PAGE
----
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Tip of the Day
Language: C++
Expertise: All
Feb 11, 2000

Declaring an Object With No Default Constructor as a Member of Another Class

Suppose you have a class called A, which doesn't have a default constructor, and you want to embed an instance of this class as a member of another class, B:

 
  class A
  {
  public:
    A (int n);   // no default constructor
  };

When you instantiate an ordinary object of class A, you pass an argument to its constructor like this:

 
  A a(3); // OK

However, you can't do that when declaring an instance of A as a member of another class:

 
  class B
  {
  public:
    B();
  private:
    A a(3); // error
  };

You should use a member-initialization list in the containing class's constructor to pass the embedded object's argument:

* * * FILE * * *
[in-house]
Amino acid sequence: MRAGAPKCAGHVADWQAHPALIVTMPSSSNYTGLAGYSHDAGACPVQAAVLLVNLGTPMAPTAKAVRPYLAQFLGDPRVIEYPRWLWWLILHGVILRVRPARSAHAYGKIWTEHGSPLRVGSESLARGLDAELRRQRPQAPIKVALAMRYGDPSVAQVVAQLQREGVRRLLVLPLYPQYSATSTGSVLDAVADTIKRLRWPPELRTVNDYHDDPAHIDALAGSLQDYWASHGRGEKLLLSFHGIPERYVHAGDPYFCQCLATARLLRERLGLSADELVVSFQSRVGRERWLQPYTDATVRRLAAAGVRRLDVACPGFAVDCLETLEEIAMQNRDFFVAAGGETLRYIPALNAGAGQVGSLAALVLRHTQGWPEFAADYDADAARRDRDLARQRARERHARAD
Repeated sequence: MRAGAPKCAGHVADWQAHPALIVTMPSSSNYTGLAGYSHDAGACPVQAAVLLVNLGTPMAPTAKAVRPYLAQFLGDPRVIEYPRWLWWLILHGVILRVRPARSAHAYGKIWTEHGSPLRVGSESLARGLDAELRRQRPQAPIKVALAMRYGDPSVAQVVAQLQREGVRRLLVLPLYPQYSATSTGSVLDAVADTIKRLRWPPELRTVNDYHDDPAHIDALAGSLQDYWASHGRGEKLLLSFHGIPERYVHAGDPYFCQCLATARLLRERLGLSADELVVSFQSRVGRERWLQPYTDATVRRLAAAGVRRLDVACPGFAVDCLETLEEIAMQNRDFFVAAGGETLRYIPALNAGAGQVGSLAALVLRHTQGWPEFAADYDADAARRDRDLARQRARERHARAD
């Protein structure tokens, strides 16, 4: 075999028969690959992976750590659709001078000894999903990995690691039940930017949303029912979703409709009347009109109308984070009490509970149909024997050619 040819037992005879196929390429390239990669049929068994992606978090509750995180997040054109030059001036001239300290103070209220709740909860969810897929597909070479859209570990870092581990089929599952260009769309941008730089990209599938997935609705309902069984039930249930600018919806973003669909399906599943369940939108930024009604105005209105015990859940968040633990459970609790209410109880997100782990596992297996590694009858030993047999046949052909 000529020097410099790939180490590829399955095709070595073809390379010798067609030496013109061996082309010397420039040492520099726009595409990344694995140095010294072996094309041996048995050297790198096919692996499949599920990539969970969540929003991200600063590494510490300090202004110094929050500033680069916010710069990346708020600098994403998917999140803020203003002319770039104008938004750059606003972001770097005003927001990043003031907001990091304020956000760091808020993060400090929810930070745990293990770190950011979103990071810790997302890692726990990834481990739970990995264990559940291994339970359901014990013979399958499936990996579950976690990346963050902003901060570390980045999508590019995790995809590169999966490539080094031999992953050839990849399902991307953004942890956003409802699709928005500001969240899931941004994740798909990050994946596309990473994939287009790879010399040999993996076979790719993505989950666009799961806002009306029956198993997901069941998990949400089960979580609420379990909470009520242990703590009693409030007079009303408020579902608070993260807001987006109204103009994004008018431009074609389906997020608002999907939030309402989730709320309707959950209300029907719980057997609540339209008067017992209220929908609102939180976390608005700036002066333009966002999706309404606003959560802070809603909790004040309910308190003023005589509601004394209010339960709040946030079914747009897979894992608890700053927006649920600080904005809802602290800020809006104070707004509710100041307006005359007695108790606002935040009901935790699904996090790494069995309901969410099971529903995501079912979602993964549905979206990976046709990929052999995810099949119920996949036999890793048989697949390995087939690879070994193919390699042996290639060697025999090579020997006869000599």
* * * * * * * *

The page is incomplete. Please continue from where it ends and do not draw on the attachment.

class B
  {
  public:
    B() : a(3) {} // pass argument to embedded object
  private:
    A a; // no argument here
  };

Some classes have both a default constructor and a constructor that takes one or more arguments, (e.g., std::vector). With such classes, you should use a member-initialization list to invoke a constructor that takes arguments:

 
  class Document
  {
  private:
    vector <char> vc; // no argument here
  public:
    Document() : vc(80){} // similar to vector <char> vc (80)
  };
Danny Kalev
 
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